They can now track the evolution of each customer from prospect to their most recent support ticket. But my question was: how do you solve the user adoption issue? It doesn't matter how much better the new system is, user adoption is always a project unto itself.
Treat internal roll outs like an external launch
Kandah advises a different approach: treat your internal software adoptions exactly like you would an external launch. DoorDash followed their own internal marketing plan:
- Internal presentations and voiceovers got service agents "really hyped" about what they'd be able to do with Salesforce - things they couldn't do with Zendesk.
- Internal user stories were defined by sitting next to the agents, and asking them what their pain points in Zendesk were. This know-how informed how DoorDash marketed the Service Cloud internally.
- An internal knowledge base was developed - something the agents previously lacked. They can now quickly type in a common question, and quickly see the proper resolution steps.
- Report generation was emphasized, with access given to all managers and supervisors.
These steps all contributed to buy-in:
Having all of that reporting available to them on day one was really empowering, because then managers didn't have a lot of skepticism behind whether or not the tool worked. They could actually see the data flow in and out, and gauge that for themselves.
Next up - Einstein service chatbots
But it's full speed ahead for Kandah and Salesforce. Now that DoorDash has a 360 degree customer view, they want to resolve questions sooner. Enter the Einstein AI Bot. Typically, when a customer files a support ticket, it can take five to six minutes with a human agent to input the reason for contact.
Kandah believes a bot can streamline that, and win over customers:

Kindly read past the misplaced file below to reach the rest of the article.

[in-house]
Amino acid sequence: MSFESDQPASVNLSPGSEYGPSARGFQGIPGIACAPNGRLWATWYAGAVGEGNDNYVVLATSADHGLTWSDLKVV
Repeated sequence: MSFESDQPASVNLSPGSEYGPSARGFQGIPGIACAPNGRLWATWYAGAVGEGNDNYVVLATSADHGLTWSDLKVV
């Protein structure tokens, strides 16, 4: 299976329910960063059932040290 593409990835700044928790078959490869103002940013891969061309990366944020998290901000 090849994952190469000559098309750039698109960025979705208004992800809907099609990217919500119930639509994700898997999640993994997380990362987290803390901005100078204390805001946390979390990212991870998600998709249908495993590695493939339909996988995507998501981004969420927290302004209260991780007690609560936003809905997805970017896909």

We want every single interaction to end positively. If you arrived as a support ticket, in an angry mood, we want that angriness to be changed to something that's positive. So, we're trying to inject AI into our support channels, so that AI can actually ask those repetitive questions, fetch those attributes, and then escalate it to an agent, when the issue is too complex.
Kandah advises customers who find AI to be a daunting "black box" to focus on the practical. For DoorDash, it starts with using Einstein Bots to reduce the case resolution time and make the customer experience better:
AI is not a one stop shop. It won't solve all your problems. What it will solve is your really easy issues that a customer can read about in your knowledge article. A customer should feel empowered to go to your website and to get answers to the questions they might have, because nobody likes contacting support.
DoorDash will roll out their first support bots next quarter. Bot testing has resulted in new ideas, such as simplifying knowledge base articles to make it easier for bots - and humans - to resolve things quickly.
As for customer satisfaction, the Einstein Bots will be measured just like any other agent:
We hold our agents accountable for resolution time, so they have to resolve a chat case within ten minutes. We should hold Einstein accountable for the same types of metrics.
Kandah and I had an interesting talk on the ethics of disclosing whether a human is interacting with a bot or not. I have pretty strong feelings on that; it was good to see DoorDash thinking about that issue carefully.
I'm looking forward to an update once DoorDash has put the bots into the customer mix. But I like that they tackled the thorny data integration issues first. Once you achieve that integrated customer view, cool new service tech - be it "AI" or other forms of automation - has a much better chance of success.